Archives: 2014 & Earlier

Heather Kochen

 

Youth Coordinator
Adventist St. Thomas Hospice
Burr Ridge, Ill.
(630) 856-6990
http://www.keepingyouwell.com/CareAndServices/StThomasHospice.aspx 

Age: 29

Heather Kochen

Salary: Around $32,000

My Organization: The Adventist St. Thomas Hospice, a department of Hinsdale Hospital associated with the Adventist Midwest Health System, serves Chicago-area patients with a limited life expectancy. It began in 1980 as a volunteer program and is now a full-service, Medicare-certified hospice.

My Job: Kochen’s youth coordinator position entails overseeing the hospice’s teen volunteer program, teen bereavement program and children’s bereavement summer camp. She is responsible for recruiting, training and overseeing all teen volunteers, who participate in at least three group events per month with the patients.

“Most of [the volunteer events] we host at local healthcare facilities and [they] range anywhere from ice cream socials, to craft events, bingo games, luaus and even Wii golf,” Kochen said.

The teen bereavement component of her job involves organizing individualized counseling for teens experiencing the death of a loved one, including a teen support group called Teens for Teens, which holds two six-week sessions a year.

As director of Tommy’s Kids Summer Camp, Kochen hosts a five-day camp for kids ages 5 through 12 who are dealing with a significant loss in their lives because of a death.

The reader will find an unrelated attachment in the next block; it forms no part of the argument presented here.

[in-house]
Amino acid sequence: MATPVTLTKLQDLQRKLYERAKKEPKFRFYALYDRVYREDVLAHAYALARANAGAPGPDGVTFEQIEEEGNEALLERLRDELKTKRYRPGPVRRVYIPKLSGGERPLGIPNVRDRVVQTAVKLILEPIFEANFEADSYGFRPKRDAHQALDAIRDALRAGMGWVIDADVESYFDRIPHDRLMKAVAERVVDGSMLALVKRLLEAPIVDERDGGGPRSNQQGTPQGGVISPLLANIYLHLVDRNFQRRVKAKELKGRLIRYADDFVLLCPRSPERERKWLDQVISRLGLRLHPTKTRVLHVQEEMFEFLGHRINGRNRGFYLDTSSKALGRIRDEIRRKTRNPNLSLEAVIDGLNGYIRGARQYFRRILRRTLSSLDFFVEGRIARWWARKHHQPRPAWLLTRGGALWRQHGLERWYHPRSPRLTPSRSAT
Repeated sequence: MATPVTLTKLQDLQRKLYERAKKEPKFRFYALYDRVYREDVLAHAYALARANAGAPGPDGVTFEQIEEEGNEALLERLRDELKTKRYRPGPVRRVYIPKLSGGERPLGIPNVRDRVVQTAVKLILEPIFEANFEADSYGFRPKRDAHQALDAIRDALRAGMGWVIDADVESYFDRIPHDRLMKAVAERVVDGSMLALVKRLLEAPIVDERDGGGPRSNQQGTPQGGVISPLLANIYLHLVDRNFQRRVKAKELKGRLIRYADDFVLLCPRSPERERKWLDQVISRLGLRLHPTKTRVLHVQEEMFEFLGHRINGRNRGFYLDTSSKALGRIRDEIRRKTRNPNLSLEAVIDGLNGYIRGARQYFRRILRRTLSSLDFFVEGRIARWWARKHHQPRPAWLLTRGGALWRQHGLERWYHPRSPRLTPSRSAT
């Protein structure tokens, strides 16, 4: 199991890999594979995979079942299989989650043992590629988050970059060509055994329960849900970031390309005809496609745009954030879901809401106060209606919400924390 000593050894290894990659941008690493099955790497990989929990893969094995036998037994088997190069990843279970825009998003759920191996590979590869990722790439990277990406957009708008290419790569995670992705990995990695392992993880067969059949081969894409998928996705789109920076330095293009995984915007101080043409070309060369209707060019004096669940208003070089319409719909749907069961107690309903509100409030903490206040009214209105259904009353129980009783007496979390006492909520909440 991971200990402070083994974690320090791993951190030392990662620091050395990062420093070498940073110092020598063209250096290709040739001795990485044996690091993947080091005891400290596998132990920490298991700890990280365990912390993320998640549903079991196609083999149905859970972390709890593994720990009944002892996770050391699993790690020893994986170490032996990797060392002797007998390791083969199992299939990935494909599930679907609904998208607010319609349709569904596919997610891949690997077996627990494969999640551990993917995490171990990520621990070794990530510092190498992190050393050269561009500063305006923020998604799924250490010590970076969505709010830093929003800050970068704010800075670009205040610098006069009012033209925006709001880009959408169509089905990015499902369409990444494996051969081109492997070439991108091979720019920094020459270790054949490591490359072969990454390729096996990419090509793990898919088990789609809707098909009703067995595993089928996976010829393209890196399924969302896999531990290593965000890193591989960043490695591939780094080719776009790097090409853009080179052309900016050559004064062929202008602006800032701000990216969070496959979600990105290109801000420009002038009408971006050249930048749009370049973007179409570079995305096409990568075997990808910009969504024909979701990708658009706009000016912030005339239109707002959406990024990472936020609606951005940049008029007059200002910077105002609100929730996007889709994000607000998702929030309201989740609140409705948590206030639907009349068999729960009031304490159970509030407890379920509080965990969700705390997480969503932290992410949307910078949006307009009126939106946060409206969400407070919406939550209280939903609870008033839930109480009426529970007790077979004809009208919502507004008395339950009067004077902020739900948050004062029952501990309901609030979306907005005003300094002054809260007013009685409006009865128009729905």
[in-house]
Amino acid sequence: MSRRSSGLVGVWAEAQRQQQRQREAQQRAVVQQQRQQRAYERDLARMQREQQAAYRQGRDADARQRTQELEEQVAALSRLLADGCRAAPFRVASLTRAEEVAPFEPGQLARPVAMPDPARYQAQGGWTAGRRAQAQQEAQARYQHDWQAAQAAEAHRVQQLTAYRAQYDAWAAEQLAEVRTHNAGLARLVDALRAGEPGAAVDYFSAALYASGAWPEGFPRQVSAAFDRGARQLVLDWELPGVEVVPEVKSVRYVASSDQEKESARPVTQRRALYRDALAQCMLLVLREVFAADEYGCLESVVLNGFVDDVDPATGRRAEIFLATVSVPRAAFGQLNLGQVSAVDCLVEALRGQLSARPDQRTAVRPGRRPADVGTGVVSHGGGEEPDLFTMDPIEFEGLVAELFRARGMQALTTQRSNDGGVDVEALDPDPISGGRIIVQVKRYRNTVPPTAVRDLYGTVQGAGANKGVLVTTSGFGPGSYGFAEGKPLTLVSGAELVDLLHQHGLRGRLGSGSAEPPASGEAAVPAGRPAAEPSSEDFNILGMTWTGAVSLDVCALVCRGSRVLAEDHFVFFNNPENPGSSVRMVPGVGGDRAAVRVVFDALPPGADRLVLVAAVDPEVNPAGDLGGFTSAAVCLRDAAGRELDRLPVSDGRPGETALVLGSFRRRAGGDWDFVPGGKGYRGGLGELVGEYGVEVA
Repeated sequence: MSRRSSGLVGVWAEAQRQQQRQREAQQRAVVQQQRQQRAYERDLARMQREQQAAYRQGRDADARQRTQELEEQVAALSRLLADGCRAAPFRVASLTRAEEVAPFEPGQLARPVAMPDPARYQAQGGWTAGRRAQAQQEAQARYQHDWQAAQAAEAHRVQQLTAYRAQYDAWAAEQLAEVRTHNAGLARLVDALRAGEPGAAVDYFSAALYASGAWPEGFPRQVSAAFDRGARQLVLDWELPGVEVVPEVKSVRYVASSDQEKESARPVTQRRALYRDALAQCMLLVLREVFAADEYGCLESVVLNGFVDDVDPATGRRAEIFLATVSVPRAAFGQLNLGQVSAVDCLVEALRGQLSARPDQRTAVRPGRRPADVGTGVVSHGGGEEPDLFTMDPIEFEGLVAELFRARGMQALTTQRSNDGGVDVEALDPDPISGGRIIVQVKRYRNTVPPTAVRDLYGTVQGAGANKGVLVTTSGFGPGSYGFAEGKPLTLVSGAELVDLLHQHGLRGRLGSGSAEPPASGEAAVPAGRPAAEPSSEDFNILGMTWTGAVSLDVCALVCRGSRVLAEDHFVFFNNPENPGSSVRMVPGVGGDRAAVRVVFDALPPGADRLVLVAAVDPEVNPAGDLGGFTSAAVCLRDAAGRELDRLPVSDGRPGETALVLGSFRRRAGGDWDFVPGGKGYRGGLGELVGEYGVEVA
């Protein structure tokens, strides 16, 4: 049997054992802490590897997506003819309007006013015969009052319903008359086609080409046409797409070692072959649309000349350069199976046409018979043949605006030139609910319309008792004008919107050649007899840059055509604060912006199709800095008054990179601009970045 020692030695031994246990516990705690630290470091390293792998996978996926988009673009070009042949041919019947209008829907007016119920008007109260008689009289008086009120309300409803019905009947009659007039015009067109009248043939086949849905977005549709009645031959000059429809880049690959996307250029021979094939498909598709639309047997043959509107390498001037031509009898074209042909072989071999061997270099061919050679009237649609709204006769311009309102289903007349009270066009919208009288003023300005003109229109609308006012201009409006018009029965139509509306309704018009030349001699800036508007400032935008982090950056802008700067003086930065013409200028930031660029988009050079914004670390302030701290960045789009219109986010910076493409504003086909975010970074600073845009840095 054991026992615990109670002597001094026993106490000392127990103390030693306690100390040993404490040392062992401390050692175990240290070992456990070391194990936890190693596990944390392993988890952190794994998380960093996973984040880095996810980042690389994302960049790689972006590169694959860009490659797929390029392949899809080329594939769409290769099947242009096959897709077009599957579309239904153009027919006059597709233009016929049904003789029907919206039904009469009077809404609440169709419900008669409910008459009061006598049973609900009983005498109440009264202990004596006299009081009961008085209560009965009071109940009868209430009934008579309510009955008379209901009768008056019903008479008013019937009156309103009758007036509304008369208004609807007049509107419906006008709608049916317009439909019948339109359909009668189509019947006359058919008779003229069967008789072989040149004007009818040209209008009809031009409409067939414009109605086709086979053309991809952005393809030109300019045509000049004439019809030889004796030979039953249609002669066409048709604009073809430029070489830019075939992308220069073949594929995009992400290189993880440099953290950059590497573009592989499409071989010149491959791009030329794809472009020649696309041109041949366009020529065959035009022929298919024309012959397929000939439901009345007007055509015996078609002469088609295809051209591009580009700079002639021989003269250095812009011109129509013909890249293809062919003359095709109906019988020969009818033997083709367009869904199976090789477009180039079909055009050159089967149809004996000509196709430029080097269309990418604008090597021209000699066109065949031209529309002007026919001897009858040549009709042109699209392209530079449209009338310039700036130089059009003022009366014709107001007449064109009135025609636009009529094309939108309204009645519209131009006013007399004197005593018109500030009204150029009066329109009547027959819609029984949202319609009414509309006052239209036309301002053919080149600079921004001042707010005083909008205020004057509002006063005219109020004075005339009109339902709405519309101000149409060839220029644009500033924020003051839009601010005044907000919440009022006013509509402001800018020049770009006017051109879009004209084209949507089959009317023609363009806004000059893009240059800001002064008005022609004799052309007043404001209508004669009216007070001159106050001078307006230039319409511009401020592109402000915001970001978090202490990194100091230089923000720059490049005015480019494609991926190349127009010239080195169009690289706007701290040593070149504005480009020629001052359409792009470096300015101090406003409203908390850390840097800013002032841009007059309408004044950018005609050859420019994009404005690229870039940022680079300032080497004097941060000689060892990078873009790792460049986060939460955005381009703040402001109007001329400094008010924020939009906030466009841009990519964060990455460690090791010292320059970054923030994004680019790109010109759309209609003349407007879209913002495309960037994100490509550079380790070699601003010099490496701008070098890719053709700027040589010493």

How I Got Here: Kochen received an undergraduate degree in psychology, specializing in child-related studies, at the University of Illinois at Urbana-Champaign. She also has a graduate degree in counseling from the Illinois School of Professional Psychology in Chicago. She found out about her current position while completing her counseling internship with Adventist Hinsdale Hospital.

Best Part of My Job: “Getting to be a bright spot in people’s days. When I accompany the teen volunteers to their events, residents are always happy to see us as we are toting fun craft projects, yummy ice cream or exciting bingo prizes. They are always so appreciative of our presence,” Kochen said.

Worst Part of My Job: “The limitations of helping people,” Kochen said. “Occasionally we will be working with a bereaved family with multiple losses, or the teens will be visiting with a patient with a lot of unmet needs, and we always do our best to assist them with their difficulties, but sometimes you are still left feeling like you wish you could do more to make their situation better.”

Most Memorable Moment: “In general, my most memorable moments are when I get to witness an individual making healthy progress on their journey through grief,” Kochen said. “I get to witness this every year at our camp. The difference in campers from Monday to Wednesday is astounding. As they become more comfortable with one another and as they are given permission to grieve their losses in healthy ways, you can see the difference it makes in their lives. It is wonderful to witness a child incorporating their loss into their life in a healthy way.”

What Could Make My Job Better: “More volunteers! At camp we do a one-to-one ratio of campers to counselors, and so I am always looking for individuals to volunteer their time as counselors,” Kochen said. “I am also always looking to add to my teen volunteer roster. These days, it seems teens get busier and busier with school, sports and work commitments. Sometimes it is hard to find teens with the time to attend our events.”

 

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